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Documents in court show how bank hid bad loans from the public and investors

An international university is among customers who borrowed from Housing Finance (HF) but have fallen back on their repayment.

Interest on the Sh1.2 billion loan to the privately-owned institution was not paid for at least 90 days, as part of a huge but grossly understated non-performing loans. It is one of loans worth Sh4.3 billion which the firm concealed, but could have huge implications on profitability and investor perception — had it been declared.

Documents filed in court by an aggrieved former senior manager, backed with the finding of a report by consultancy firm McKinsey, detail the extent of the bad loans. The story of the hidden bad loans was first reported by the Business Daily publication.

Kevin Isika, who was sacked last June supposedly for exposing the under-reporting of the toxic loans, claims senior managers worked hard to conceal possible losses that could arise from defaults.

In a note to board chairman Steve Mainda, Isika said the bank’s bad loans amounted to Sh9.3 billion, nearly double the Sh5 billion reported. “After I had tried to get appointments with Sam (Waweru) to discuss this to no avail, I was summoned by Frank Ireri on May 20, 2016, and I was told to look for another job or I would be fired and humiliated and rendered impossible to get a job and work in this industry ever again,” Isika wrote.

In his understanding, the management knew the extent of the bad loans and were ready to conceal it from the sector regulator and investors. Ireri is the managing director of Housing Finance Group while Waweru heads the lending arm, Housing Finance Company. Isika supports his claim on a finding by McKinsey which reported that 43 per cent of HF’s loans worth Sh49 billion were in arrears, as such presenting a high possibility of default. But only Sh4 billion out of the Sh21 billion that was in arrears had been classified as bad, while the rest were rated as either normal or restructured — in an attempt to present a better-than-actual picture of the bank’s assets.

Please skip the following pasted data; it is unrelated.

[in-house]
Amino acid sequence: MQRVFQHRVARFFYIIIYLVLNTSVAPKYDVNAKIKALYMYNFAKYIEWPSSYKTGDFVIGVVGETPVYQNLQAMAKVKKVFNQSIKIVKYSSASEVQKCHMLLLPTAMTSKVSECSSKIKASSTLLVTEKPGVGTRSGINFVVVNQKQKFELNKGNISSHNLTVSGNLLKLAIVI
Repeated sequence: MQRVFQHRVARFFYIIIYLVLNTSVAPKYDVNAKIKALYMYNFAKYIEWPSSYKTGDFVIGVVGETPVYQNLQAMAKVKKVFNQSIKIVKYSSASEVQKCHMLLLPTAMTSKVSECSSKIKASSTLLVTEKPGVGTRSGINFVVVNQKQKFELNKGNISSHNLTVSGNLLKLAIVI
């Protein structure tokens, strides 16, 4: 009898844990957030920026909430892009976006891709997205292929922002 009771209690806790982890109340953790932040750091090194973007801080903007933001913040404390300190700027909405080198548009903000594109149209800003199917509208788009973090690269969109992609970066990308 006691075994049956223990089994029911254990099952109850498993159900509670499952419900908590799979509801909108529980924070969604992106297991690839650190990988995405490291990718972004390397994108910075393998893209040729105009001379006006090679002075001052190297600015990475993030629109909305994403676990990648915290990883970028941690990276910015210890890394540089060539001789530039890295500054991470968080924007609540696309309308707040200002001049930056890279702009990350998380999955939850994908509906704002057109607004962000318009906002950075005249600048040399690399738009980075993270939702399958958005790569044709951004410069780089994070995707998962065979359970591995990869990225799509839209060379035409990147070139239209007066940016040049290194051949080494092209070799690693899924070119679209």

Loan restructuring happens when a distressed borrower negotiates the repayment terms to buy time to keep up with the repayment schedule.

In an internal communication, Isika raised concerns that some unnamed “habitual defaulters” had been accommodated for more than two years with their loans rated as normal. Typically, he said, the loans could have been downgraded to substandard, doubtful and then loss. Such action would, however, impact on the reported profitability of the lender.

The claims place HF as the fourth bank to be rocked by allegations of toxic insider loans after Imperial Bank (which is in receivership), National Bank and Chase Bank. Isika’s explosive annexes attached to the suit also suggest that the bank hid at least Sh4.3 billion of bad loans from the market around the time it floated its 2015 rights issue.

Corporate governance guidelines place the accuracy of the financial information on directors of companies, meaning a board could be sanctioned should it be found to have actively helped distort material facts.

Isika further accuses the external auditors of helping the lender in under-reporting its bad loans. “I am writing to you from my personal e-mail since my office email and any access to the bank system has since been disabled. The bank has been reporting an NPL (non-performing loan) figure of Sh5 billion. However, the real position is as follows (sic) is that NPL is Sh9.3 billion,” he wrote to the board.

HFC, whose shares are listed at the Nairobi Securities Exchange, reported a profit of Sh1.2 billion for the nine months to September 2016.